10 News contacted the Commonwealth’s Attorney about both cases to see if charges have been filed. We’re told both cases are being reviewed and more people need to be interviewed.
We asked for an interview with Raleigh Court, but they declined and sent us these statements from Administrator Chance Craft:
“As a leading provider of skilled nursing and rehabilitation services, we are held to strict standards and we take our role as healthcare provider very seriously. While a family member and a clinician’s perspective will often vary in regards to a loved one’s health condition, we are unfortunately precluded from commenting due to privacy laws. We remain committed to our patients and take great pride to serve as a trusted caregiver.
We are fully staffed with all levels of clinicians in the center and continue to have outstanding relationships with our attending and consulting physicians. We believe it is important to thank, and support, those who step up day-after-day to provide skilled assistance to patients that need it - often as they navigate extremely complex healthcare situations.
Last year Raleigh Court participated in six regulatory surveys. As a result, we are very proud to have earned the coveted CMS five-star rating which recognizes us as one of the best skilled nursing facilities in the nation. This recognition celebrates the highest levels of care delivery in our industry and is a testament to the passionate and high-quality clinicians we have serving our patients every day. Through this pandemic and beyond, we are incredibly thankful for their contributions.”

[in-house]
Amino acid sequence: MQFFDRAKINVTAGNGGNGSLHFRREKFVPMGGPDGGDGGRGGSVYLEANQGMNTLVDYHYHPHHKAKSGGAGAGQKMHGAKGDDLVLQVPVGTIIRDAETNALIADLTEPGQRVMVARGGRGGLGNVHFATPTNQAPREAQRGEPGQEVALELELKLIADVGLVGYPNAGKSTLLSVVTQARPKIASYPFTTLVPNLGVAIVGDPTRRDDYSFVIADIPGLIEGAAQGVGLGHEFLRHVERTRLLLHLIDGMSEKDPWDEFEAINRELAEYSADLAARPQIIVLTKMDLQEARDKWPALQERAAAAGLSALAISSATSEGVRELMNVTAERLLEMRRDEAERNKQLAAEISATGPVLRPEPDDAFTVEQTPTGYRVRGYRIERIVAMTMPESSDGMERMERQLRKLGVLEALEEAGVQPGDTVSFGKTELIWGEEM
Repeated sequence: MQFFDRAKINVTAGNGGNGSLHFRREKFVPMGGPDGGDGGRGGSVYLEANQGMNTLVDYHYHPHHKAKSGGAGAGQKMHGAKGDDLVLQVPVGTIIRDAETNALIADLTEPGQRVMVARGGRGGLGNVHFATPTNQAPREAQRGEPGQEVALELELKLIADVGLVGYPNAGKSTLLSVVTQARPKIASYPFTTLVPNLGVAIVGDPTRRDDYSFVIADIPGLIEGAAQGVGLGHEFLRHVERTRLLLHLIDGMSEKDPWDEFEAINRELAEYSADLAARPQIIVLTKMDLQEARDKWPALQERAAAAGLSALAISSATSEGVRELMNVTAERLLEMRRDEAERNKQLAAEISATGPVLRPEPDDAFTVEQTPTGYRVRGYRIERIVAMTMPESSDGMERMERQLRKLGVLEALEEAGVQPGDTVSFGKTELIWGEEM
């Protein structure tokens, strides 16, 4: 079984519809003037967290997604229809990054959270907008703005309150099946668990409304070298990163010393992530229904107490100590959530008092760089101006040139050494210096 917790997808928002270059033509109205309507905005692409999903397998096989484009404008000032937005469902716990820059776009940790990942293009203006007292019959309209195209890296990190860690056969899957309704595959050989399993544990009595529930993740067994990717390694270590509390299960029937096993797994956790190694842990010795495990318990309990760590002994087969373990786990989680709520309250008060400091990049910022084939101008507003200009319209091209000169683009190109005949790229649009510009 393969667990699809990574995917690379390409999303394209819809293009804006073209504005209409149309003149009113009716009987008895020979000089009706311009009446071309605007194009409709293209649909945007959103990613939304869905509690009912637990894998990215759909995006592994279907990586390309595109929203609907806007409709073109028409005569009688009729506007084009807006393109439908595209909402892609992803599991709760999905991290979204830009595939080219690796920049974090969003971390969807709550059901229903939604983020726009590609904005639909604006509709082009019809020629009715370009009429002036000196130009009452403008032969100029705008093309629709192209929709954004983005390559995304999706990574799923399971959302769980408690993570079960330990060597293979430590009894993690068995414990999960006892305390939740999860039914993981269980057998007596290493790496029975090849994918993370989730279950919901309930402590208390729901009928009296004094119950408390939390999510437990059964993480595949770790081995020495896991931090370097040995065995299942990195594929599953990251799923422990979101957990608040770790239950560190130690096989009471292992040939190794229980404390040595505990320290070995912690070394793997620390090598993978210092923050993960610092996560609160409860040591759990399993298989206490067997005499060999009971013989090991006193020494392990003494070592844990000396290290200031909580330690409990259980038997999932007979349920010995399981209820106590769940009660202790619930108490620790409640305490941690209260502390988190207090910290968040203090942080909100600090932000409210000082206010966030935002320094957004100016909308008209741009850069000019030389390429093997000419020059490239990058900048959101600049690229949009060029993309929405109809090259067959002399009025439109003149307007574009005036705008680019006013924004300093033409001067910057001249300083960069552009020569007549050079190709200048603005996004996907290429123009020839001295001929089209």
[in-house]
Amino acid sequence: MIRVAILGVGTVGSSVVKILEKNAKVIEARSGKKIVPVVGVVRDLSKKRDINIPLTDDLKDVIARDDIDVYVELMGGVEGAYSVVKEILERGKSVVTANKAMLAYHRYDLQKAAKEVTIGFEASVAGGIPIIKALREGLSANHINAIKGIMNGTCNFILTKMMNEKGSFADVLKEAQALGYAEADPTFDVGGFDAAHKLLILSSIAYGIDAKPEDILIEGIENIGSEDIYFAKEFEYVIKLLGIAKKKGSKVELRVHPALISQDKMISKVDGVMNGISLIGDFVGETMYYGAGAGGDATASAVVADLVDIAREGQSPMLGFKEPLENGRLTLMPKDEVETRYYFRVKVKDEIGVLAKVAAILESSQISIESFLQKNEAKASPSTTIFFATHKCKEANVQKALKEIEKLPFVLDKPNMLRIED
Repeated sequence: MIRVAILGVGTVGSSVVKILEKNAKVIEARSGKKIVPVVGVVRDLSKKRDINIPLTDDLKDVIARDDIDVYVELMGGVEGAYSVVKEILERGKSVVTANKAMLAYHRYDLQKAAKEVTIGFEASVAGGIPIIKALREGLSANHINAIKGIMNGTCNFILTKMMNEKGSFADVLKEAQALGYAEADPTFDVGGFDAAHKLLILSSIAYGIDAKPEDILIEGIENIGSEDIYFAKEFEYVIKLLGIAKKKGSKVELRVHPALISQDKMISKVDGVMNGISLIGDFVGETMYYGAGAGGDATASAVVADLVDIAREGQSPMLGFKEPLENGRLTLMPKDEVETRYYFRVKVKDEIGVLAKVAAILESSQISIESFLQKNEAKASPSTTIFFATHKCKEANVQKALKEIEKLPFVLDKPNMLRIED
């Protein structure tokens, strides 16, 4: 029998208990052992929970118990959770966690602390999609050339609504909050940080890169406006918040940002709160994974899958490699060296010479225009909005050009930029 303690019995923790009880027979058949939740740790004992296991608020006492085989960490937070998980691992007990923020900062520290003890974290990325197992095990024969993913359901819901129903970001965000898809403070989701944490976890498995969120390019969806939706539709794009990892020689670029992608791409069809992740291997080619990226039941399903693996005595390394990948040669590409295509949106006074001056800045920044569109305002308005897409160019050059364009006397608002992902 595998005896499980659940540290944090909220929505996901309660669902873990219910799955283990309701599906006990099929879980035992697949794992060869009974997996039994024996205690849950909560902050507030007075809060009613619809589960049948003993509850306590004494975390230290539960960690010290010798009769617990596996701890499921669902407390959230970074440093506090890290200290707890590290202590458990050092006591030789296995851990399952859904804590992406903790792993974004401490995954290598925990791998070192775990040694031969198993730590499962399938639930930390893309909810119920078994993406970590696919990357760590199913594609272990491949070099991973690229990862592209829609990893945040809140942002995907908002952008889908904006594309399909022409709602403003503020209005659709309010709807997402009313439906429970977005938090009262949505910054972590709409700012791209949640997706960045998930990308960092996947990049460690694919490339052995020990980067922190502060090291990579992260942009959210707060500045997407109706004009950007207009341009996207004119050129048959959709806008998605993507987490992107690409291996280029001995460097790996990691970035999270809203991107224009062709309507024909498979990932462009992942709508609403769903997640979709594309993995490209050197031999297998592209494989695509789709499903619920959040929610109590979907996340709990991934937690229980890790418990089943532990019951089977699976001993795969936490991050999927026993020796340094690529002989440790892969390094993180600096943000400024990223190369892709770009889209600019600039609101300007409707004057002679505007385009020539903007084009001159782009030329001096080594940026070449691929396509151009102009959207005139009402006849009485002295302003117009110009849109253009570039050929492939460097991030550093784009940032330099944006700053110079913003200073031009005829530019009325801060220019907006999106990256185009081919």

“In addition to our previous statement, while state and federal laws do not allow us to comment on the care or circumstances surrounding any individual patient, we can confirm that we operate in a heavily regulated industry that has mandatory reporting requirements and other intentional measures to ensure that vulnerable patients are thoroughly protected. We strongly believe in the value of these processes and procedures and stand proudly on our long track record of providing excellent care.”
But Parsons said she’s not done fighting.
“I really believe that if families were allowed to still go into facilities and visit their loved ones and kind of be that checks and balances none of this would have happened. I really honestly believe that,” said Parsons. “My prayer is that not one more person endures what my nannie endured.”
The Roanoke City Commonwealth’s Attorney, Don Caldwell, told 10 News it can take up to 90 days to complete the investigation and he expects it will take at least another month.
10 News will continue to follow this closely.
If you want to take a look at reports concerning this facility or any other you can look up reports on the VDH website here.
This is part of an in-depth 10 News investigation. Jenna Zibton is working for you, investigating different angles of what COVID-19 means for families with loved ones in nursing homes. Contact Jenna if you have questions at firstname.lastname@example.org or on Facebook.